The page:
Finance ministry rejects Indian media reports of FATF blacklisting Pakistan

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APG reviews Pakistan's 3rd Mutual Evaluation Report on anti-money laundering measures
APG reviews Pakistan's 3rd Mutual Evaluation Report on anti-money laundering measures

The Ministry of Finance has rejected Indian media reports about Pakistan being blacklisted by the Asia-Pacific Group (APG) — the regional affiliate of the Financial Action Task Force (FATF).

In the press release issued, the ministry said that media reports about Pakistan being blacklisted were “incorrect and baseless”.

Indian media on Friday reported that Pakistan had been placed on the blacklist; however, no source has been mentioned by the outlets.

The ministry said that during the APG meeting, the group had adopted Pakistan’s 3rd Mutual Evaluation Report (MER) and had put Pakistan in its enhanced follow-up as per APG’s Third Round Mutual Evaluation Procedures.

“In line with APG’s Third Round Mutual Evaluation Procedures, Pakistan would be required to submit follow-up progress reports to APG on quarterly basis,” the press release added.

In response to Dawn.com’s queries about the media reports, FATF Communications Management Advisor Alexandra Wijmenga-Daniel said that the decision to place a country’s name on the blacklist can only be taken by the global watchdog and not its regional affiliates.

“At each Plenary meeting, the FATF discusses and updates its two public documents identifying jurisdictions that may pose a risk to the international financial system. The decision to make modifications to these documents (including blacklisting or removal) lies with the FATF Plenary only,” she explained.

She said that the APG, in its plenary meeting in Canberra, had “assessed the effectiveness of Pakistan’s measures to combat money laundering and terrorist financing and discussed the findings”.

“At the FATF Plenary in October 2019, the FATF will examine Pakistan’s progress on its existing action plan and consider any next steps,” Wijmenga added. Until then, she said, FATF’s statement issued in June this year “remains up-to-date”.

“As with all mutual evaluation reports, the mutual evaluation of Pakistan must now undergo a quality and consistency review before it can be published,” she said.

According to a statement issued by the APG today, the body’s annual meeting and annual technical assistance forum were held this week from August 18 till August 23. The APG members adopted six significant mutual evaluation reports for Pakistan, China, Chinese Taipei, Hong Kong, the Phillippines and the Solomon Islands.

The statement, however, did not mention Pakistan or any other country’s placement on the blacklist.

The statement added that reports were analysed and discussed for two days and would be subject to a post-plenary quality and consistency review before being published in early October.

“The APG also adopted a number of follow-up reports for APG members and for joint APG/FATF members and also agreed on revised evaluation procedures for the coming year reflecting recent changes to global procedures.”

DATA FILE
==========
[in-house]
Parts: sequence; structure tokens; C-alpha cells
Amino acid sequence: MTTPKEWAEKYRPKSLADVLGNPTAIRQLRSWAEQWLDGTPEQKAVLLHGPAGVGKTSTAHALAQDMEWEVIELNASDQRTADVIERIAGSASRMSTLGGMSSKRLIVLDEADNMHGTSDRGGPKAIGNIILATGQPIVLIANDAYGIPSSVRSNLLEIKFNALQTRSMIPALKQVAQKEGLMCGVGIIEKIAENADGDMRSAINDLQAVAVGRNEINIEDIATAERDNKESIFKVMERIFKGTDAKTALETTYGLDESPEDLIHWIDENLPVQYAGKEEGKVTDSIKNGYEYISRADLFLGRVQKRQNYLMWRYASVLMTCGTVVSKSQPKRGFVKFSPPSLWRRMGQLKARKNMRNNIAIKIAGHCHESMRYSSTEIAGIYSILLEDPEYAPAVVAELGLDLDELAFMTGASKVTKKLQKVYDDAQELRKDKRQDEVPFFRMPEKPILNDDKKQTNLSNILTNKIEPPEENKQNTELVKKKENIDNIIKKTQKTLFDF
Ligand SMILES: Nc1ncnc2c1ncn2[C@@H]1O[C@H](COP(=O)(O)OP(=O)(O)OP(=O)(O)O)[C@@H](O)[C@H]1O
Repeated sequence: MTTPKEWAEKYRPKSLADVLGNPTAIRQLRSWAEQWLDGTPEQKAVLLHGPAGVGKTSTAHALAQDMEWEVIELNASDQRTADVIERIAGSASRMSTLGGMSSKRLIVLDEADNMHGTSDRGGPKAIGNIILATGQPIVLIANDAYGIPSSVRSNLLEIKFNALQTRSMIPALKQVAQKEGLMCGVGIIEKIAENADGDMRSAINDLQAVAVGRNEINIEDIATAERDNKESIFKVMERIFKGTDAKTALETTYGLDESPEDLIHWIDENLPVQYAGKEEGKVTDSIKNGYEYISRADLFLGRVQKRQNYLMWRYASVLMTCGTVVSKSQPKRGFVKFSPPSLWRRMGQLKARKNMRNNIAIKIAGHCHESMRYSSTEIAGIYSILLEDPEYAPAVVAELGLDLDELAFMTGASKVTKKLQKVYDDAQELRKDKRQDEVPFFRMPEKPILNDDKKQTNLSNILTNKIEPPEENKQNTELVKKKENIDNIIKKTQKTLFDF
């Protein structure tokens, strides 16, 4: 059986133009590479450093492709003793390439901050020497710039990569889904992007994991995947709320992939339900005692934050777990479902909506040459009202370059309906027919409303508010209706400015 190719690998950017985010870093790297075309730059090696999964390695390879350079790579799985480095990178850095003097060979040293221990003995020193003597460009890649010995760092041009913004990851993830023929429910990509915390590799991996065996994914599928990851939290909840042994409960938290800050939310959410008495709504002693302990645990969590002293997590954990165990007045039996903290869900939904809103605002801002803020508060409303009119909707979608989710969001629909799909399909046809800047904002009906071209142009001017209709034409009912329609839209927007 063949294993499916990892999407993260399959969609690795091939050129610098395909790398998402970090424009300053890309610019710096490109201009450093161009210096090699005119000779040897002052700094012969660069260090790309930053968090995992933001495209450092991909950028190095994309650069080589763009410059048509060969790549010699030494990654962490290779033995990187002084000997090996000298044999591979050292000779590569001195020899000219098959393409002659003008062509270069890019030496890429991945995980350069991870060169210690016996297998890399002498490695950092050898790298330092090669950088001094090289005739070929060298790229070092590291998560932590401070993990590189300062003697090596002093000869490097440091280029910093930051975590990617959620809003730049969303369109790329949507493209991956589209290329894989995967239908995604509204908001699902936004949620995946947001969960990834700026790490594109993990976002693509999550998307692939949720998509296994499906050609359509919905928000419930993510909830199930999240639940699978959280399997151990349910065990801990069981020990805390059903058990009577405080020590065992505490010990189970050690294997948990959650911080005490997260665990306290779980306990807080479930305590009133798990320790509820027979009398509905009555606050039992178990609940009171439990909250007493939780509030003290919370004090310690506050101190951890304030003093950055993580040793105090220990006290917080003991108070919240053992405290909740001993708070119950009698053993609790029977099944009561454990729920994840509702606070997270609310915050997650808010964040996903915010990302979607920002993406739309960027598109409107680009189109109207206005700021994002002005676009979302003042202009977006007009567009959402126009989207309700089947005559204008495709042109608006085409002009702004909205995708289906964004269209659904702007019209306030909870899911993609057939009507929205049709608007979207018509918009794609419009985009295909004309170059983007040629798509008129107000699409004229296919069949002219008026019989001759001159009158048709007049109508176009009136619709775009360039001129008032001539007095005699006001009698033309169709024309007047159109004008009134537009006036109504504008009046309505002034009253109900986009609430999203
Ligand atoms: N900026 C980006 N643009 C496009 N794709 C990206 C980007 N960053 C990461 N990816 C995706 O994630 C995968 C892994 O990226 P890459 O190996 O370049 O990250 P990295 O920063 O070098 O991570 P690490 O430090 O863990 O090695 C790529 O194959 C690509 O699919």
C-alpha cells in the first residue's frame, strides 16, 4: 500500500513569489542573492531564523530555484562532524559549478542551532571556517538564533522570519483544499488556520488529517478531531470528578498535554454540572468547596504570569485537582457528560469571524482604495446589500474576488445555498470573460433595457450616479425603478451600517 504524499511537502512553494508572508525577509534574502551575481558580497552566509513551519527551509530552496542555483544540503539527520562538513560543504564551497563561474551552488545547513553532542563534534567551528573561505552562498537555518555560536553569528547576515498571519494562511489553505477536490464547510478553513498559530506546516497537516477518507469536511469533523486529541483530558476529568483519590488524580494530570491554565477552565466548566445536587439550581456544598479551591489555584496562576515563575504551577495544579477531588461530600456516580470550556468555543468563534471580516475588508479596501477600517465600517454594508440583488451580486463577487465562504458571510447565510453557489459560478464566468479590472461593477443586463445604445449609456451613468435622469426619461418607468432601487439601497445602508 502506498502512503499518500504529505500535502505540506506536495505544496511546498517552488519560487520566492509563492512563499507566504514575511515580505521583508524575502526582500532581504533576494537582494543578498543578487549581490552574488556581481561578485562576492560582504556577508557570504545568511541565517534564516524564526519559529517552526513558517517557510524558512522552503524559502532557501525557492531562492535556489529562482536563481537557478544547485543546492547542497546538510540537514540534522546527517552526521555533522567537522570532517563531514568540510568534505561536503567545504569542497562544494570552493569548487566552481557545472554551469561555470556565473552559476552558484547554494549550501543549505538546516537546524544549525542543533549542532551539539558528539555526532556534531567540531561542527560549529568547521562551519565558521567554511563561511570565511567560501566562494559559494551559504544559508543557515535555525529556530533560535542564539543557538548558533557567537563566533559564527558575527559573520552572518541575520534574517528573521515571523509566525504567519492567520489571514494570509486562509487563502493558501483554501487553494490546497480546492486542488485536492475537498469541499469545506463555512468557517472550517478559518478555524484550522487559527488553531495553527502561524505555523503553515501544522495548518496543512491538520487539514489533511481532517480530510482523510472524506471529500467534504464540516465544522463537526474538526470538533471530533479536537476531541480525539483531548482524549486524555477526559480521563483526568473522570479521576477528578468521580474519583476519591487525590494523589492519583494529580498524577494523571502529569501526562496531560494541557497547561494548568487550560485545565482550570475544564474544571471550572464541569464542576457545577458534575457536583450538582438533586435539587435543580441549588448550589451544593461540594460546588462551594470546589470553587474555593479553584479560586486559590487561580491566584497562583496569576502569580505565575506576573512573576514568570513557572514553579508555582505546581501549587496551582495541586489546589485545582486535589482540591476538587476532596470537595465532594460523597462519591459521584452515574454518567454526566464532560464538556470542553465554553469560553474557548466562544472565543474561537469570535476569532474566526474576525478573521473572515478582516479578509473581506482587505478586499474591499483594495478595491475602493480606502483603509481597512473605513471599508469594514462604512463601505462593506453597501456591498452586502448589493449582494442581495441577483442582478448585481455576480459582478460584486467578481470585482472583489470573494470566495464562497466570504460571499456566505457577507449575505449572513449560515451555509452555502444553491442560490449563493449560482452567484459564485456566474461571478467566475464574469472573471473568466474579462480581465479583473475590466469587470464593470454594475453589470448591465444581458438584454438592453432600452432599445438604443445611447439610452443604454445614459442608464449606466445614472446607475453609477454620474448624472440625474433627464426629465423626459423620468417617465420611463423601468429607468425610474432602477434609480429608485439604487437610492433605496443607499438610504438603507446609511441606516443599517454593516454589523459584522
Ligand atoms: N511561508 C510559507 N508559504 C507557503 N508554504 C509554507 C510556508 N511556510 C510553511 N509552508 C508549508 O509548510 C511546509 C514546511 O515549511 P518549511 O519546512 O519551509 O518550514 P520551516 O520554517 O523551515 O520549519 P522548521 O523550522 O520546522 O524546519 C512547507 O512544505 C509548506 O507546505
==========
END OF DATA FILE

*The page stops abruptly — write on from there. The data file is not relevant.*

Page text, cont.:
Additionally, the APG members adopted a CFT Operational Plan as part of a global strategy to address the concerns related to terrorist financing.

“As part of this plan, the plenary agreed to undertake a typologies and implementation project examining the financing and facilitation of foreign fighters and returnees.”

Two typology reports were also discussed and adopted.

The Ministry of Finance on Wednesday said the APG meeting on money laundering adopted Pakistan’s third MER on strengthening of anti-money laundering and countering financing terrorism (AML/CFT) safeguards that covered the period between February and October 2018. A senior-level delegation from Pakistan led by State Bank Governor Dr Reza Baqir attended the meeting.

Read: Another hurdle crossed as FATF meetings loom

The ministry said the third MER adopted by the APG meeting identified a number of areas where further actions were required to strengthen the AML/CFT framework. The report does not cover the areas in which Pakistan has made substantial progress since October 2018.

An official had explained that this primarily meant the APG had carried out an assessment of Pakistan’s AML/CFT regime and developed an opinion on where Pakistan stood with reference to FATF standards in October 2018. Importantly, the progress that Pakistan made since October 2018 had not been considered in this report due to APG rules based on almost 40 special standards and benchmarks for determining a country’s ranking on money laundering and eight special recommendations on terror financing.

Therefore, the APG assessment of Pakistan’s third MER may not truly reflect Pakistan’s existing ground realities that will be reviewed in the September 5 meeting to be held in Bangkok and then finally in Paris on October18-23 to determine if Islamabad has delivered on its 27-point action plan committed to the FATF to exit the grey list.

The Pakistan delegation had started bilateral meetings with key APG members until the end of current meetings on August 23 (today) to brief them on recent progress by Pakistan in implementing the FATF action plan. Earlier, an official told Dawn that the APG and many of its members were appreciative of the legislation being made, rules being improved and actions taken against banned outfits and revision in risk assessments of all corporate and non-corporate manuals, entities and outfits.

Pakistan is a member of the APG since 2000. APG is a regional body of Paris-based FATF of the United Nations and requires its members to undergo mutual evaluation on the compliance of its AML/CFT framework with FATF recommendations.

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